Additional Training8515.821722.67619.910622.1
Undergraduate degree17632.731032.313234.616133.5
Postgraduate degree20037.218218.910527.49620.0
Employment Status
Full Time30055.839641.213034.023749.4
Furloughed or temporarily unemployed7213.411411.9266.8132.7
Part time (less than 8 h per week)173.2222.3205.2214.4
Part time (greater than 8 h per week)7413.8889.2174.55110.6
Retired112.023324.214939.08016.7
Long term sickness/disability91.7313.292.4224.6
Unemployed (either seeking or not seeking employment)5510.2778.0318.15611.7
Working from Home
All working hours23243.130131.310226.78417.5
Some working hours499.1697.2215.56814.2
Not working from home11020.413614.24311.315632.5
Essential Worker Status
Yes13925.820621.49725.413227.5
No23343.329030.26015.716734.8
Unsure203.7101.0102.6102.1
Parental Status (Under-16)
Yes12423.014014.65113.49319.4
No26849.866469.126669.629461.3
Table 2. Within region differences before the COVID-19 pandemic to during it on a number of food related variables and on Emergency Situation Food Practices.
Table 2. Within region differences before the COVID-19 pandemic to during it on a number of food related variables and on Emergency Situation Food Practices.
Island of Ireland (n = 538)Great Britain (n = 961)USA (n = 382)New Zealand (n = 480)
VariablesBeforeDuringSignificanceBeforeDuringSignificanceBeforeDuringSignificanceBeforeDuringSignificance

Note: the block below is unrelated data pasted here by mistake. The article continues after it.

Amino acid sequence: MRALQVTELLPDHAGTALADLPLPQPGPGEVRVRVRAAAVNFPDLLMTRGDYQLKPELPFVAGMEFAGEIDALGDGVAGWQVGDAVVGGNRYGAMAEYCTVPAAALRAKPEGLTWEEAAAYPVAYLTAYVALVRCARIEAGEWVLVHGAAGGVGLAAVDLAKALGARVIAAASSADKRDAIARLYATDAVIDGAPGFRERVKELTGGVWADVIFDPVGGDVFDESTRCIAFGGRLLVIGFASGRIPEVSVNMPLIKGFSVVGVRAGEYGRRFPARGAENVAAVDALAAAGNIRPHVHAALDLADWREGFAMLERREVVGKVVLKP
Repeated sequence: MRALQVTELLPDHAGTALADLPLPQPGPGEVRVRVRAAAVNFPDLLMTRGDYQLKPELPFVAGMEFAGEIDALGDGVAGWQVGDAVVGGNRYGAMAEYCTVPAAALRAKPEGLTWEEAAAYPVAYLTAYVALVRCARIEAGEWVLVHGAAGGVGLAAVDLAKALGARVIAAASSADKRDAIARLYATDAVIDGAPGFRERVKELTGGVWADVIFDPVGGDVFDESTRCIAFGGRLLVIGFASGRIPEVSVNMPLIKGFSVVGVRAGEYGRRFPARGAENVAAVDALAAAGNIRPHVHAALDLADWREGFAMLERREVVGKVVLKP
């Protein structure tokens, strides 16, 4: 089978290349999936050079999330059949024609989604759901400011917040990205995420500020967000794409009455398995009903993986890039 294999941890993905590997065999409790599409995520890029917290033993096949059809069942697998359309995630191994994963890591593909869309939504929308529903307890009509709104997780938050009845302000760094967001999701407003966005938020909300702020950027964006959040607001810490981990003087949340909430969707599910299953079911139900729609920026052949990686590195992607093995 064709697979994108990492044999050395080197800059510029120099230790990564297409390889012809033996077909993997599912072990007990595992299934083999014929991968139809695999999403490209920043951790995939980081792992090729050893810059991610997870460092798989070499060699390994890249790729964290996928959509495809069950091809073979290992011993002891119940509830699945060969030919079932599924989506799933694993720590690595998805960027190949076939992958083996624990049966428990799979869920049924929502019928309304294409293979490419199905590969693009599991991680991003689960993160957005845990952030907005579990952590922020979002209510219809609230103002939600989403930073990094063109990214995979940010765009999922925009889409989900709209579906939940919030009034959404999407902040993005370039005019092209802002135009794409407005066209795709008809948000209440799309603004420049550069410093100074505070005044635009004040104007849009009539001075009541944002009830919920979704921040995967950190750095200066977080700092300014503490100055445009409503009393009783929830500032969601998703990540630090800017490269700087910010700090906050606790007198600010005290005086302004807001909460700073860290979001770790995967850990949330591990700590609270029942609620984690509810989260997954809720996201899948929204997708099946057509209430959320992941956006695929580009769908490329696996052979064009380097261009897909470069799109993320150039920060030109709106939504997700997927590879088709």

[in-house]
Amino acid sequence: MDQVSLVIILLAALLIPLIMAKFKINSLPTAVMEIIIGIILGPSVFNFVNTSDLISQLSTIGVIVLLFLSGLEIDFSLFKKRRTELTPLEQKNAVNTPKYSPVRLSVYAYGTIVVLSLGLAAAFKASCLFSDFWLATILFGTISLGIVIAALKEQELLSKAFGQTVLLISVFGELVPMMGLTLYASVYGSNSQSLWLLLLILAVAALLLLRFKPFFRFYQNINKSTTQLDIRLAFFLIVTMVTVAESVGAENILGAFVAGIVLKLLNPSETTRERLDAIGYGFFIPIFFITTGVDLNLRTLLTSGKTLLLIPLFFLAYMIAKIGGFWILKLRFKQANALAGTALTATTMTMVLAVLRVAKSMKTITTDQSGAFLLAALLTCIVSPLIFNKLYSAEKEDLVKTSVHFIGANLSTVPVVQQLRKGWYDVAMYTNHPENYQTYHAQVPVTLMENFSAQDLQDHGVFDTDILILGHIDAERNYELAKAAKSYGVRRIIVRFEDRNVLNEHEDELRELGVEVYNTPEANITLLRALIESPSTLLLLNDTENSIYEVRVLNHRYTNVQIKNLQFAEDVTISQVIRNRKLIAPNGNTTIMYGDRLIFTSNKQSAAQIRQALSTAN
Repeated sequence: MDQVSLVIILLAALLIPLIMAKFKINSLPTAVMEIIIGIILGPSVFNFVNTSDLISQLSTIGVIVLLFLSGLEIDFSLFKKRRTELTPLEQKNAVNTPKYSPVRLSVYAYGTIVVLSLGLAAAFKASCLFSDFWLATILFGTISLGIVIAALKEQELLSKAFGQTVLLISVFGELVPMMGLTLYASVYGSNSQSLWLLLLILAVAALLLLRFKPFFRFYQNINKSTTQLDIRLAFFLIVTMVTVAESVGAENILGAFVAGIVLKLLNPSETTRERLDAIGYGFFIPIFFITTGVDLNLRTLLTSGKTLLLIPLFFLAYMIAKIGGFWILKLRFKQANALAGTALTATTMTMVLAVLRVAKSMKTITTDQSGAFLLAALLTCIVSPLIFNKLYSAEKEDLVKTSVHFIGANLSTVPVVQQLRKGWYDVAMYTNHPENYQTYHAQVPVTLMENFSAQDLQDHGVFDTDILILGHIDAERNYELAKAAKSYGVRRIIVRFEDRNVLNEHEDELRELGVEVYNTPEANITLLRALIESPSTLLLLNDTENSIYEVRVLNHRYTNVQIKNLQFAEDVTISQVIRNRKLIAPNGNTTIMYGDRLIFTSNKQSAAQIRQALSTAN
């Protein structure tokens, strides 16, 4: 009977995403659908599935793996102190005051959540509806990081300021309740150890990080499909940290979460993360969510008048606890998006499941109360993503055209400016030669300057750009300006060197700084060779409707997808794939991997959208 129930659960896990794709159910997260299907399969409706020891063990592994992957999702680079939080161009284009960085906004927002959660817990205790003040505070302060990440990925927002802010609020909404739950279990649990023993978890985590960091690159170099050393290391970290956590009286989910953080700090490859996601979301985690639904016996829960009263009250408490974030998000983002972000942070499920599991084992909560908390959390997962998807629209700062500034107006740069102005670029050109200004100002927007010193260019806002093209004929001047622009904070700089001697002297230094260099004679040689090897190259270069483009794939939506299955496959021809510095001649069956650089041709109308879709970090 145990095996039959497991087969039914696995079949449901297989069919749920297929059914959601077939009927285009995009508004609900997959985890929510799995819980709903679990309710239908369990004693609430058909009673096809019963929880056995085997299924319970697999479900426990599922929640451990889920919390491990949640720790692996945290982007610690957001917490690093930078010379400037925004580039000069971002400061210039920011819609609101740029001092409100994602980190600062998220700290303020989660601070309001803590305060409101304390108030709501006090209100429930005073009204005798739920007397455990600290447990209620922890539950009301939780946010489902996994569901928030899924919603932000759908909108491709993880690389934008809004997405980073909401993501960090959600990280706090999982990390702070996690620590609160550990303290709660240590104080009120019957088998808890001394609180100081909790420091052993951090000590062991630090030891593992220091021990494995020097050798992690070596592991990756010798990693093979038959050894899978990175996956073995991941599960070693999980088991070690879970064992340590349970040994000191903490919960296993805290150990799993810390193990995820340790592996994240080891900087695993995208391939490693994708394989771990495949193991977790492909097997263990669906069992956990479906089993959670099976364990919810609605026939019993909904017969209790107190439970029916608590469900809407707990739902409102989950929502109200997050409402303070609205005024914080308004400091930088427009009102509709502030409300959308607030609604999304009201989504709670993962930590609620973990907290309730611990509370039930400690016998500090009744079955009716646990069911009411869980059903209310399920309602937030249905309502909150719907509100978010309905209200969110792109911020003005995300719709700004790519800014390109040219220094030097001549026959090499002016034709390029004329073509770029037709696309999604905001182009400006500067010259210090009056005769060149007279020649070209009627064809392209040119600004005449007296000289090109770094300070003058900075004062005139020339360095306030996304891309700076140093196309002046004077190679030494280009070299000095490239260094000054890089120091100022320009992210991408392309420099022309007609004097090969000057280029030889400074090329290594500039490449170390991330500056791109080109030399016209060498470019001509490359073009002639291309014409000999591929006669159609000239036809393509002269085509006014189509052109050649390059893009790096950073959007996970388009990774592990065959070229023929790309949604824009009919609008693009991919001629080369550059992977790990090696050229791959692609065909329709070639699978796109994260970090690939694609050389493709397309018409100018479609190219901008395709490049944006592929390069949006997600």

Cooking Related variablesMean (SD)Mean (SD)pMean (SD)Mean (SD)pMean (SD)Mean (SD)pMean (SD)Mean (SD)p
Dinner—readymade1.88 (1.06)1.52 (0.81)<0.00012.35 (1.13)2.14 (1.13)<0.00012.62 (1.27)2.53 (1.35)0.10111.98 (1.09)1.84 (1.16)0.0002
Dinner—mixed ingredients3.61 (1.39)3.58 (1.58)0.34033.29 (1.25)3.29 (1.37)0.99603.20 (1.39)3.20 (1.47)0.76043.25 (1.35)3.29 (1.49)0.3373
Dinner—fresh ingredients4.42 (1.17)4.77 (1.11)<0.00014.12 (1.26)4.25 (1.37)<0.00013.53 (1.45)3.55 (1.49)0.67514.29 (1.25)4.32 (1.35)0.2351
Eat Take Away2.58 (0.91)1.87 (.86)<0.00012.34 (0.98)1.83 (1.02)<0.00013.01 (1.26)2.62 (1.37)<0.00012.63 (0.97)1.55 (1.02)<0.0001
Throw Away food—prepare too much2.63 (1.40)2.14 (1.14)<0.00011.98 (1.20)1.80 (1.07)<0.00012.11 (1.39)1.98 (1.33)0.00421.89 (1.14)1.71 (1.07)<0.0001
Throw awaypast the use-by date2.74 (1.04)2.22 (0.92)<0.00012.06 (1.00)1.90 (0.99)<0.00012.35 (1.27)2.20 (1.27)0.00102.01 (0.97)1.85 (1.01)<0.0001
Bake1.92 (0.90)2.82 (1.17)<0.00012.15 (1.09)2.45 (1.23)<0.00012.45 (1.34)2.53 (1.34)0.09292.35 (1.06)2.74 (1.23)<0.0001
COVID-19 related issues
Difficulty finding ingredients2.12 (0.70)3.08 (0.79)<0.00012.13 (0.78)2.85 (0.83)<0.00012.25 (0.97)2.69 (1.03)<0.00012.29 (0.83)2.70 (0.95)<0.0001
Bulk buying2.31 (0.99)2.92 (1.05)<0.00012.33 (0.98)2.73 (1.04)<0.00012.63 (1.06)3.14 (1.14)<0.00012.49 (0.92)2.82 (1.03)<0.0001
Food Practices (FP)
Organisational11.07 (2.49)12.82 (1.97)<0.000110.95 (2.54)11.82 (2.48)<0.000110.59 (2.69)11.18 (2.70)<0.000110.90 (2.45)11.68 (2.48)<0.0001
Management14.78 (2.98)14.82 (3.04)0.437913.53 (2.99)13.95 (3.23)<0.000113.27 (3.55)13.96 (3.90)<0.000114.17 (2.88)14.27 (3.01)0.1117
Overall Emergency Situation FP25.85 (4.63)27.64 (4.18)<0.000124.48 (4.41)25.77 (4.62)<0.000123.86 (5.08)25.14 (5.46)<0.000125.07 (4.34)25.94 (4.46)<0.0001
Diet Quality Indicators
Portions of Fruit per day2.21 (1.32)2.29 (1.46)0.03432.29 (1.52)2.39 (1.53)<0.00011.93 (1.60)2.06 (1.80)0.01632.17 (1.59)2.30 (1.62)0.0029
Portions of Veg per day2.56 (1.37)2.81 (1.47)<0.00012.66 (1.47)2.89 (1.63)<0.00012.08 (1.55)2.29 (1.76)0.01062.62 (1.56)2.82 (1.71)<0.0001
Saturated Fat11.96 (4.57)13.34 (4.86)<0.00019.82 (4.28)10.46 (4.58)<0.000110.57 (5.26)10.89 (5.33)0.02229.98 (4.30)10.79 (4.82)<0.0001